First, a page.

A question for Kaitlin McCloughan

Q: Do you generally start with mood, title, character, concept, …?

A: My best stories start with a character.

At any given time I have several ideas floating around in my mind for settings, concepts, or even opening lines, but it isn’t until I attach a character to one of those ideas that the story begins to form. The rest of the story takes shape based on the character—what they desire, what they have to overcome, and so on.

I certainly never start with a title. Titles are the worst!


Kaitlin McCloughan’s story “The Flight Home” was published in Metaphorosis on Friday, 1 April 2016. Subscribe to our e-mail updates so you’ll know when new stories go live.

A question for Jack Noble

Q: What book or books inspired you as a child?

A: Like many people, my childhood was practically made of books. Something that stands out as especially captivating is the Narnia series by C.S. Lewis. Images from those books are seared into my mind. Even today, certain sights regularly transport me back to that world: Turkish delight, lampposts in the snow, paintings of ships, and, of course, wardrobes.


Jack Noble’s story “Spoiler: She Leaves Him” was published in Metaphorosis on Friday, 25 March 2016. Subscribe to our e-mail updates so you’ll know when new stories go live.

A question for Gerald Warfield

Q: Why do you write speculative rather than realistic fiction?

A: I can’t help it. I was imprinted at an early age. As a little boy, I used to lie in bed and dream up stories that I’d continue from night to night. As an adult, I don’t limit myself to speculative fiction, but the increased possibilities, the broader palette for both character and plot are irresistible.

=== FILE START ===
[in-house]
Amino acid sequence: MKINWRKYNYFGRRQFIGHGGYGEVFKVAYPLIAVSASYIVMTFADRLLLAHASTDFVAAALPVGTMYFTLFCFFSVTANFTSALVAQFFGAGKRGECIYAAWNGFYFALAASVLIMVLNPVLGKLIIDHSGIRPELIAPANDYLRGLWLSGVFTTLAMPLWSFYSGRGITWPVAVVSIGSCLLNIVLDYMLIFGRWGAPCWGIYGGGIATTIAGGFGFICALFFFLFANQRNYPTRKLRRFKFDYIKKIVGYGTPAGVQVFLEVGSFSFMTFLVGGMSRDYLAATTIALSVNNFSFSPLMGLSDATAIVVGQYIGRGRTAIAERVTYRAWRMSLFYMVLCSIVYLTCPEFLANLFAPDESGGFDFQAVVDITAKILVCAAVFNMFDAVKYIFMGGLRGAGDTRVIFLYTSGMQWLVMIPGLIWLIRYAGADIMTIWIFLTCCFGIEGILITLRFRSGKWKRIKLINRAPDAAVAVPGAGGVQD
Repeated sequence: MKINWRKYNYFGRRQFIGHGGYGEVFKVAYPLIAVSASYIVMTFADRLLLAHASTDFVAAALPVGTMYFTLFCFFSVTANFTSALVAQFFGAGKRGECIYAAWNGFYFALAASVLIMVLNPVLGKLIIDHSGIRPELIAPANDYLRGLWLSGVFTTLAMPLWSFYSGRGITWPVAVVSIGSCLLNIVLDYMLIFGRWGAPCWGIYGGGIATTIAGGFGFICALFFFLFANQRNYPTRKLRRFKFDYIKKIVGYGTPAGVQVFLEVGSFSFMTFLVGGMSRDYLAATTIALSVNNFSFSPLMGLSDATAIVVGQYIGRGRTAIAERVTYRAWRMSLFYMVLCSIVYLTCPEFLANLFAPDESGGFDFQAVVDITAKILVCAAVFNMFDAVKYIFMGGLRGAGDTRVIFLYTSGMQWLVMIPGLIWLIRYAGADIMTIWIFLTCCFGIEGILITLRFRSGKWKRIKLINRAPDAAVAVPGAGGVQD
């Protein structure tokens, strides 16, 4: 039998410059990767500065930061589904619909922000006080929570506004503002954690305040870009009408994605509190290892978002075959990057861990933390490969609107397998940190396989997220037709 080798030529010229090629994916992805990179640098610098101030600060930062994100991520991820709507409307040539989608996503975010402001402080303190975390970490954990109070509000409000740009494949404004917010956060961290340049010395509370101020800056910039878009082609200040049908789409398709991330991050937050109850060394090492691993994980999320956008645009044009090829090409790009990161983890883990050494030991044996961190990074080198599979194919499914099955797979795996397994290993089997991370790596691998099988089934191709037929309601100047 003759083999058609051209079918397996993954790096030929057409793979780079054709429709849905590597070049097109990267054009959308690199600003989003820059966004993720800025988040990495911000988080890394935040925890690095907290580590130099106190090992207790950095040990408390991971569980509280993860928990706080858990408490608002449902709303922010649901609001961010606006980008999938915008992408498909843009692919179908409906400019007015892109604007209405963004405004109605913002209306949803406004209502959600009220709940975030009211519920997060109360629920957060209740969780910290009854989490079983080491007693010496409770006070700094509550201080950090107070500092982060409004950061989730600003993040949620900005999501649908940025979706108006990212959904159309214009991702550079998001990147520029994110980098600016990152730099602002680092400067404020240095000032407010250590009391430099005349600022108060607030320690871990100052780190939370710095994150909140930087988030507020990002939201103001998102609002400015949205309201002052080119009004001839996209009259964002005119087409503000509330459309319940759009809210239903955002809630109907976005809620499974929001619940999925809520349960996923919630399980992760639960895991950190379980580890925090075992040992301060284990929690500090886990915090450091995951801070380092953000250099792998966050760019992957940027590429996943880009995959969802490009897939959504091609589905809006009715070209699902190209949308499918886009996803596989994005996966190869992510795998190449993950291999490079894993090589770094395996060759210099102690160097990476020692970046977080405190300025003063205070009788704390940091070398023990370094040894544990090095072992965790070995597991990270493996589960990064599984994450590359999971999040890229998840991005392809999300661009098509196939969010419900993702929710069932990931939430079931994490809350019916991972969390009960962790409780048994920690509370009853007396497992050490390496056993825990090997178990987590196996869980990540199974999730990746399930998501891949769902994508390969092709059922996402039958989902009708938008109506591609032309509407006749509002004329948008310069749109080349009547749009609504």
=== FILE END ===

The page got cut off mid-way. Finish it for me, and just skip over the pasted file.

Gerald Warfield’s story “The Heresy Machine” was published in Metaphorosis on Friday, 18 March 2016. Subscribe to our e-mail updates so you’ll know when new stories go live.

A question for Octavia Cade

Q: How does writing speculative fiction affect your daily life (not as a writer, but as a person)?

A: For me, speculative fiction is a way of engaging with metaphor. Often that involves different ways of writing and thinking about science. I think if you want to attract more people to science – more than just the logically-minded, for instance – you’ve got to provide a different sort of pathway, a different means of engaging. I find science fiction in particular helps me to perceive science more broadly, from a place of imagination as well as method.


Octavia Cade’s story “The Sea Bank of Svalbard South” was published in Metaphorosis on Friday, 11 March 2016. Subscribe to our e-mail updates so you’ll know when new stories go live.

A question for Sabrina N. Balmick

Q: What is your favorite word?

A: Tintinnabulation is my favorite word. How musical it sounds. How magical. For me, this word always evokes a picture of fairy bells ringing in the breeze.


Sabrina N. Balmick’s story “La Belle Dame” was published in Metaphorosis on Friday, 4 March 2016. Subscribe to our e-mail updates so you’ll know when new stories go live.

A question for Jamie Killen

Q: Is there a specific environment you find most conducive to writing, and is it different for different kinds of scenes?

A: The only place I can get any writing done is in my home office. I’ve never been able to write in public places like coffee shops, and I can’t get any writing done if there is any kind of distraction (including music). In order to write I need quiet, stillness, and the comforting/sinister presence of the Dalek sculpture I keep on my desk.


Jamie Killen’s story “Seeders” was published in Metaphorosis on Friday, 26 February 2016. Subscribe to our e-mail updates so you’ll know when new stories go live.